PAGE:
Being overweight puts you at risk for a variety of health problems, including chronic conditions like heart disease, diabetes and arthritis. Carrying too many extra pounds can also impact your self-esteem. Though it’s generally a good idea to take your weight loss slow and steady, it is possible to jump start your weight loss by losing 40 pounds quickly. The quick results will motivate you to continue with a less intense weight-loss and maintenance routine.
Schedule an appointment with your doctor. Before you get started on a rigorous weight-loss plan—and there’s no question that losing 40 pounds in a short amount of time requires such a plan—you should meet with your doctor to ensure that you are healthy enough to handle the difficult demands.
Stop eating starchy foods, including potatoes, rice, pasta and bread. Avoid even heart-healthy whole grains. Starches soak up and store water in your body. For most people, this adds five to 10 pounds of water weight. Cut out the starch, and those pounds will fall right off.
Reduce your caloric intake dramatically, to 1,200 calories per day. Make the most of those 1,200 calories by planning out three meals and one snack each day, consisting of non-fat dairy, lean protein and plenty of non-starchy vegetables. The result: You can lose two or more pounds a week if you adhere to the plan.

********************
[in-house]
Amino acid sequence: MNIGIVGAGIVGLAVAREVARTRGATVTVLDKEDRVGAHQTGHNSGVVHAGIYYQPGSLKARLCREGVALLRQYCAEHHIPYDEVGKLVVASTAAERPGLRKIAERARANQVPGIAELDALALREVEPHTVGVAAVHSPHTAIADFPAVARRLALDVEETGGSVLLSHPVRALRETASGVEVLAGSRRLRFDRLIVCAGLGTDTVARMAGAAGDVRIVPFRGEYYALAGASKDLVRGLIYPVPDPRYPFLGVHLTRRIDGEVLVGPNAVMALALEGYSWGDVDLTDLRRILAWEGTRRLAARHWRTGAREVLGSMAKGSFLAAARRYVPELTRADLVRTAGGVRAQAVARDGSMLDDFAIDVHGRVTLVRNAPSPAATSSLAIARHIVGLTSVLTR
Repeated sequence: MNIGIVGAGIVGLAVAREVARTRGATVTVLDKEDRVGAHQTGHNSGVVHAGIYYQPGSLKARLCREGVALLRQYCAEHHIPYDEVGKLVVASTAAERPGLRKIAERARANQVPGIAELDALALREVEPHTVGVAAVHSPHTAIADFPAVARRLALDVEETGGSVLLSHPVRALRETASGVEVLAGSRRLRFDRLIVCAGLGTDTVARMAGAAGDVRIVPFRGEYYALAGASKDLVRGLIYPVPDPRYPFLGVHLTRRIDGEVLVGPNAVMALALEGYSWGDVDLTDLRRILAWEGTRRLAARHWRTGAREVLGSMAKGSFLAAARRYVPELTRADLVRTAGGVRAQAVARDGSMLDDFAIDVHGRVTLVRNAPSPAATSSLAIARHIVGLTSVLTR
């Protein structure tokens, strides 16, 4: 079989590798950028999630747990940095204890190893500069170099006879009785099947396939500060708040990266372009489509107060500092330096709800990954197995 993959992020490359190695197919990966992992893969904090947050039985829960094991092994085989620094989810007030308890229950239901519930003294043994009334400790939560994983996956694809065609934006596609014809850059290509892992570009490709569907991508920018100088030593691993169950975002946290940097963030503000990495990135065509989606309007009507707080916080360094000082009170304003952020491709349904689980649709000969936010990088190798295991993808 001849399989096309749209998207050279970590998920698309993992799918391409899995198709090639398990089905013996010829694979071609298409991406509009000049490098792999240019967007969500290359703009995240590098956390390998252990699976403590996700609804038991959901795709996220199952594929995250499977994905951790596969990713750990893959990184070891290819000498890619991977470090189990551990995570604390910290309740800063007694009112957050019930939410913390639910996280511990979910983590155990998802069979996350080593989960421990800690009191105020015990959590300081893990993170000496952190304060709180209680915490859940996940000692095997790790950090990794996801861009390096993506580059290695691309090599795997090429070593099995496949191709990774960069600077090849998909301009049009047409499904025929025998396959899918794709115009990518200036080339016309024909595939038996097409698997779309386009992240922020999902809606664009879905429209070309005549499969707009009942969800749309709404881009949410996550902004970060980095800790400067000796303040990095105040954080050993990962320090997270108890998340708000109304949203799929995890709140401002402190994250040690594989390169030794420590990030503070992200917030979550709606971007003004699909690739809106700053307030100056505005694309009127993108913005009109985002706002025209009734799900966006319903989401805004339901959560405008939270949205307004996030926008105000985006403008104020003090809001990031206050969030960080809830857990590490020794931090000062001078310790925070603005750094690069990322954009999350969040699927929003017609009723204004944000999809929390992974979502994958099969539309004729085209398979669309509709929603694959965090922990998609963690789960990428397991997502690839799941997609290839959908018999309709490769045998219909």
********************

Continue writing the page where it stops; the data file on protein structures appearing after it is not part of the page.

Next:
Measure every meal. Confirm the serving size for every food you eat and use a scale or measuring cup to measure amounts precisely. It’s easy to underestimate how much food you’re about to eat. So measure it.
Drink a glass of Metamucil every day to help keep you feeling full. Take your drink at the time of day when you are most likely to crave a snack.
Participate in a high-intensity cardiovascular workout every day for at least an hour. And try to squeeze in one additional hour of cardiovascular exercise into every week. Good cardiovascular workouts include running, swimming, bicycling and aerobics. An intense daily workout will help you shed at least one pound every week.
Keep a food journal to write down what you’re eating every day and to keep track of your total calorie count. A food journal promotes accountability.